Dabitz, Rainer, Triebe, Stefan, Leppmeier, Ullrich, Ochs, Guenther, and Vorwerk, Dierk. Percutaneous Recanalization of Acute Internal Carotid Artery Occlusions in Patients with Severe Stroke. United States: N. p., 2007. Web. doi:10.1007/S00270-005-0286-7.
Dabitz, Rainer, Triebe, Stefan, Leppmeier, Ullrich, Ochs, Guenther, & Vorwerk, Dierk. Percutaneous Recanalization of Acute Internal Carotid Artery Occlusions in Patients with Severe Stroke. United States. doi:10.1007/S00270-005-0286-7.
Dabitz, Rainer, Triebe, Stefan, Leppmeier, Ullrich, Ochs, Guenther, and Vorwerk, Dierk. Thu . "Percutaneous Recanalization of Acute Internal Carotid Artery Occlusions in Patients with Severe Stroke". United States. doi:10.1007/S00270-005-0286-7.
@article{osti_21091072,
title = {Percutaneous Recanalization of Acute Internal Carotid Artery Occlusions in Patients with Severe Stroke},
author = {Dabitz, Rainer and Triebe, Stefan and Leppmeier, Ullrich and Ochs, Guenther and Vorwerk, Dierk},
abstractNote = {Background. Sudden symptomatic occlusions of the proximal internal carotid artery (ICA) resulting in severe middle cerebral artery (MCA) ischemia and stroke are usually not accessible by rt-PA thrombolysis and the prognosis is usually very poor. Mechanical recanalization of the proximal ICA combined with intravenous and intra-arterial thrombolysis was therefore used as a rescue procedure. Methods. Ten patients (9 men, 1 woman; mean age 56.1 years) were treated with emergency recanalization of the proximal carotid artery by using stents and/or balloon angioplasty as a rescue procedure. Three patients showed dissection, and 7 had atherothrombotic occlusions. Nine of 10 presented with an initial modified Rankin Scale (mRS) of 5, the remaining patient with mRS 4 (average NIHSS 21.4). After sonographic confirmation of ICA with associated MCA/distal ICA occlusion and bridging with rt-PA (without abciximab) an emergency angiography was performed with subsequent mechanical recanalization by percutaneous transluminal angioplasty (PTA) (n = 1) or primary stenting (n = 9) using self-expanding stents. Distal protection was used in 1 of 10 patients. Results. Recanalization of the proximal ICA was achieved in all. At least partial recanalization of the intracerebral arteries was achieved in all, and complete recanalization in 5. In 4 of 10 patients limited hemorrhage was detected during CT controls. Major complications included 2 patients who had to undergo hemicraniectomy. One patient died from malignant infarction. At the time of discharge from the stroke unit 9 of 10 patients had improved markedly, 5 patients having an mRS of {<=}2, and 3 patients a mRS of 3. At control after a mean of 20 weeks, 7 of 8 (88%) patients had a mRS {<=}2, and 1 a mRS of 3. Conclusions. Primary mechanical recanalization of ICA occlusions by stent and PTA combined with fibrinolysis and/or GPIIb/IIIa-receptor antagonists seems to be feasible to improve patient outcome significantly.},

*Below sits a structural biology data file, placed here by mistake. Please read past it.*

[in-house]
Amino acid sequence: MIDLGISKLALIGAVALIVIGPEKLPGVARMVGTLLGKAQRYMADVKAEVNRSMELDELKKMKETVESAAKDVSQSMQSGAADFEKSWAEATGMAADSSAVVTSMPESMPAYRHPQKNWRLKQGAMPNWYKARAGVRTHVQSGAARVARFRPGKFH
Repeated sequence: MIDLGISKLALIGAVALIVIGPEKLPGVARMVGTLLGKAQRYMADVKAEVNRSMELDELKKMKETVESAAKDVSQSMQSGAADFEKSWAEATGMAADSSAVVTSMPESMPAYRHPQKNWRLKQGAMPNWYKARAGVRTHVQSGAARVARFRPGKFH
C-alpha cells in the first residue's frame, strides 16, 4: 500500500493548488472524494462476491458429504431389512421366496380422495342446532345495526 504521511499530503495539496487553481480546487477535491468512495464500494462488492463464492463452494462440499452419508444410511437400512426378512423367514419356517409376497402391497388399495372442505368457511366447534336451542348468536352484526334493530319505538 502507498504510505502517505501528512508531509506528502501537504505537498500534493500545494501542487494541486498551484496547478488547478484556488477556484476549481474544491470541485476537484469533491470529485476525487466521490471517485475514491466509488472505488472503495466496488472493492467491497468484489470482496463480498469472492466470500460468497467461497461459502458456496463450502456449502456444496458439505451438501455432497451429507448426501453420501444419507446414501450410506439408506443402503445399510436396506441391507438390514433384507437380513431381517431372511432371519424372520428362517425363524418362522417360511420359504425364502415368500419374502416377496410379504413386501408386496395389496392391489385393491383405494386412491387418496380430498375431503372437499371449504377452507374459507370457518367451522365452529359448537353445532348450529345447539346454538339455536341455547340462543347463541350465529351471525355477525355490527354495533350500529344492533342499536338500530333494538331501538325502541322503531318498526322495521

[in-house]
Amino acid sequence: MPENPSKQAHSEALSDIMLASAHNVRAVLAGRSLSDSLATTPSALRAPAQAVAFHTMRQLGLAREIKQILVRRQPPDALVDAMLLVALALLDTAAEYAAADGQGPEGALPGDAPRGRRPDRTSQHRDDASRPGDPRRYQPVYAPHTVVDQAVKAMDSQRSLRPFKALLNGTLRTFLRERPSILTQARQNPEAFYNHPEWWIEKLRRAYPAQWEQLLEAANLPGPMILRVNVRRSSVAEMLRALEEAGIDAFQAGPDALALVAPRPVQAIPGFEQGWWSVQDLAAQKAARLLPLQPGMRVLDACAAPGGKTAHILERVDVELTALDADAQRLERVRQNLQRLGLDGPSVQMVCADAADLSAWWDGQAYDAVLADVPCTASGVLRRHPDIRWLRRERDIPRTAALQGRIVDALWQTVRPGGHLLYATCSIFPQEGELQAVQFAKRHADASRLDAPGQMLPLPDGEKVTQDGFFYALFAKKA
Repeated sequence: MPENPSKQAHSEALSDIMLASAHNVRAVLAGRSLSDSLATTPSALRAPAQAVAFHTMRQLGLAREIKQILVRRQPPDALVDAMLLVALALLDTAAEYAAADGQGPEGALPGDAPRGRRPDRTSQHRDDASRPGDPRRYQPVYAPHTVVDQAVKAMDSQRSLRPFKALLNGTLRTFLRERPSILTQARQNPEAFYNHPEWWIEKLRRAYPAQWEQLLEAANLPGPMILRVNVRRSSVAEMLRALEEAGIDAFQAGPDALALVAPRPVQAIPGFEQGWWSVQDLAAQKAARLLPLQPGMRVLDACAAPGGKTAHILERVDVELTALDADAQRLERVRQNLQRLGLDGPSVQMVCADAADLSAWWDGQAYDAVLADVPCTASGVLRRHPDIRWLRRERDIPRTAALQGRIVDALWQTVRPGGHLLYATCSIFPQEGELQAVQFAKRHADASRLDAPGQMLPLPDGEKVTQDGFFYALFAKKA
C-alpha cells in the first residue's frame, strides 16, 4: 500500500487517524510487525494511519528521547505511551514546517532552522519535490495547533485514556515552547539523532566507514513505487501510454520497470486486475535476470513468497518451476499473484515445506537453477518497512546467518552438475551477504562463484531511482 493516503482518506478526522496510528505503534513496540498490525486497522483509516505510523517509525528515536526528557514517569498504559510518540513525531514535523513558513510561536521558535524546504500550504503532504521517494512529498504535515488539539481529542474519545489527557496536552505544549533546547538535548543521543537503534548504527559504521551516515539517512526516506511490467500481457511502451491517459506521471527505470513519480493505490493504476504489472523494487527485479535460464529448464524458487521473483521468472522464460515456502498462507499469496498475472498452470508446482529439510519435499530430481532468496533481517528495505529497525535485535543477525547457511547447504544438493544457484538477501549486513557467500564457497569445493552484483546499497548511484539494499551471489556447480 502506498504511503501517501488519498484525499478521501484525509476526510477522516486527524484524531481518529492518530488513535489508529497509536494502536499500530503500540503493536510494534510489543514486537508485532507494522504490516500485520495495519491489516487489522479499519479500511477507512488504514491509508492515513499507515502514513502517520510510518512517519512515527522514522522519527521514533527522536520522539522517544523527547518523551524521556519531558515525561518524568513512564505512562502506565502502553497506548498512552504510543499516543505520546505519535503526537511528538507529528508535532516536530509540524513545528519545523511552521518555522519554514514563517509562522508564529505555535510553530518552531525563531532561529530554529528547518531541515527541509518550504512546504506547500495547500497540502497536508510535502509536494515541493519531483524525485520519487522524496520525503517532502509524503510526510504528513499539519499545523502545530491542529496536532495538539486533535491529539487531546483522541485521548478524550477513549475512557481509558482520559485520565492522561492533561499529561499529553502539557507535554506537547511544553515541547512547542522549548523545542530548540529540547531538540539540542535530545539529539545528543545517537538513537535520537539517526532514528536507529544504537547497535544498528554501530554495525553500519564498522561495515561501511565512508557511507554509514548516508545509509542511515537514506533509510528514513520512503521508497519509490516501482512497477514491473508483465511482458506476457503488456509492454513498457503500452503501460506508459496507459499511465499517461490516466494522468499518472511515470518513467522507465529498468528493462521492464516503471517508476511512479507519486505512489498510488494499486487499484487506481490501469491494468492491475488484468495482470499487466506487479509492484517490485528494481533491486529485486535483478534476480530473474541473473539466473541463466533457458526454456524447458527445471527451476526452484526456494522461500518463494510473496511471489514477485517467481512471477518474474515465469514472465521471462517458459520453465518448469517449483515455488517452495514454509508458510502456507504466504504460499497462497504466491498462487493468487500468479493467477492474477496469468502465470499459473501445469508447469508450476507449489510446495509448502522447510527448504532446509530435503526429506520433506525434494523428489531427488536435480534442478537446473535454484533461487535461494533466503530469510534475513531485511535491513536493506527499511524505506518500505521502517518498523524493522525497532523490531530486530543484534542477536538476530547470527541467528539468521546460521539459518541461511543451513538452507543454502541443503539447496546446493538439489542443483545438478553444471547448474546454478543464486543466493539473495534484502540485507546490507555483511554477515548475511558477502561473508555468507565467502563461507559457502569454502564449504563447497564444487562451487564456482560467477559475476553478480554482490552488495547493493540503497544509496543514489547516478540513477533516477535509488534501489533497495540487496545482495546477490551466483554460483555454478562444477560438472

doi = {10.1007/S00270-005-0286-7},
journal = {Cardiovascular and Interventional Radiology},
number = 1,
volume = 30,
place = {United States},
year = {Thu Feb 15 00:00:00 EST 2007},
month = {Thu Feb 15 00:00:00 EST 2007}
}